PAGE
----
Last week I had the privilege of seeing actor/singer/songwriter George Steeves‘ one man show about his life on the Autism spectrum, ‘Magic 8 Ball (My Life with Asperger’s) in NYC. I met George via social media and a mutual friend, Ronnie Kroell a while ago, so I was familiar with him by what he posts and our interactions online. From that, I expected the show to be enjoyable and I also knew I’d probably learn some things about him I hadn’t seen online already.
When he first comes on stage, he begins to explain to the audience what Autism and Asperger’s syndrome are and then he starts off with his childhood. I have to say, somewhere in there I totally forgot I was watching a story about someone on the spectrum, his story could be about anyone who enters the professions of acting, singing, and songwriting; which makes it something universal and relatable.
His humor gives the whole show an energy that facilitates the learning process most of the audience is most likely experiencing and then his singing is delightful. Going in, I knew a bit about Autism and Asperger’s but I learned a bit more too. I also hadn’t realized some things about George’s life that are quite interesting. I didn’t know he tried out for American Idol (although I wasn’t at all surprised).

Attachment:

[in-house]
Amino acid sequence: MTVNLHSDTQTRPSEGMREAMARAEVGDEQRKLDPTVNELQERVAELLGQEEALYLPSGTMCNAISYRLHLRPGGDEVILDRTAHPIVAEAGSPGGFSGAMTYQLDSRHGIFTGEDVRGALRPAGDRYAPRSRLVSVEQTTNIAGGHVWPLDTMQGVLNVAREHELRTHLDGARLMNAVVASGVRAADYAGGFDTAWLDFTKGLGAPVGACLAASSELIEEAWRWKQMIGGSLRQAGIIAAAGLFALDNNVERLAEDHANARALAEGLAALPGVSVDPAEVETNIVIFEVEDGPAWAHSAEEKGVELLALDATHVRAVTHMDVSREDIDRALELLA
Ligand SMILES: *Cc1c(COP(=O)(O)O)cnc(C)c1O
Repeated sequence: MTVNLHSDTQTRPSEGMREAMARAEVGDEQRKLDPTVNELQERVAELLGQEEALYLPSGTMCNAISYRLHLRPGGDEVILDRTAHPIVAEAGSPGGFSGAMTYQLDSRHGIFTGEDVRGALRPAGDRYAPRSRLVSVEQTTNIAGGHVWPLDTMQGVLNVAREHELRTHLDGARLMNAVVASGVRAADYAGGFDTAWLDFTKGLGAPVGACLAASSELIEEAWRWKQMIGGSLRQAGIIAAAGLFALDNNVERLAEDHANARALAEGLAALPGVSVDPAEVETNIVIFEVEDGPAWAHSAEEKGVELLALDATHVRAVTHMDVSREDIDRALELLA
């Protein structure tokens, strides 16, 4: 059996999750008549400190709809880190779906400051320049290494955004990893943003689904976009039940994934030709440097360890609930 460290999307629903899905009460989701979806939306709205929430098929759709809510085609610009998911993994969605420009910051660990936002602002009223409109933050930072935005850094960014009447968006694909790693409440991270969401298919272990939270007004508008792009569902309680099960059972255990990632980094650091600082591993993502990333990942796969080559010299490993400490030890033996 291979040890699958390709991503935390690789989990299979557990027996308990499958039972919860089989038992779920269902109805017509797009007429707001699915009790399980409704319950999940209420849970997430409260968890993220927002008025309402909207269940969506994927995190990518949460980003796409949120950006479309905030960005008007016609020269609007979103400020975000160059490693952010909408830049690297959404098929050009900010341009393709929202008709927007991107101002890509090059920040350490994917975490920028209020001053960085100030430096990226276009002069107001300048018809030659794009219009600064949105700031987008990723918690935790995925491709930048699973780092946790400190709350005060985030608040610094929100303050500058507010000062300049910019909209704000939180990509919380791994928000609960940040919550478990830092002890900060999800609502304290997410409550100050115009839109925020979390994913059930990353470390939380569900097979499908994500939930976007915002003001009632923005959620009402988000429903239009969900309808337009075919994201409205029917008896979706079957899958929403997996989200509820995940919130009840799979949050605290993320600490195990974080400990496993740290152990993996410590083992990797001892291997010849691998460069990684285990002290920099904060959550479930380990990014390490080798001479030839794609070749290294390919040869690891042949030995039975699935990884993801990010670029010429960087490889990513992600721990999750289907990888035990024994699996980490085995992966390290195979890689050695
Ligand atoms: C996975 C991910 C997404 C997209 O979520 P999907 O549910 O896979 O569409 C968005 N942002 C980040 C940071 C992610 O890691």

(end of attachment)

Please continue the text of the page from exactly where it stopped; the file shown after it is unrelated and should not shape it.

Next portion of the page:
The bad news is, the NYC show was a one night event, the good news is George does have plans to return to the east coast soon. More good news for my friends in Los Angeles, George will be doing a show there soon as well.
My advice is: if you can attend one of George’s shows, do it! And also go into it with an open mind because even if you think you know all about Autism and Asperger’s, you will leave knowing more and looking at it all quite differently. I can attest that I had an extremely enjoyable time and learned a bit more about it all.
George has risen above things that might keep most people down and is truly inspirational to us all. The show is touching, funny, charming, informative, AND you get to hear him sing a few times. I suggest following him on social media to be sure you know when he’s performing and where. Say hello to him, let him know I sent you too. You can find him on Twitter and Instagram. If you know someone on the spectrum, I’d also suggest you introduce them to George’s social channels and his work. If you want to hear George’s music, head over to his Reverbnation page and get ready to be blown away.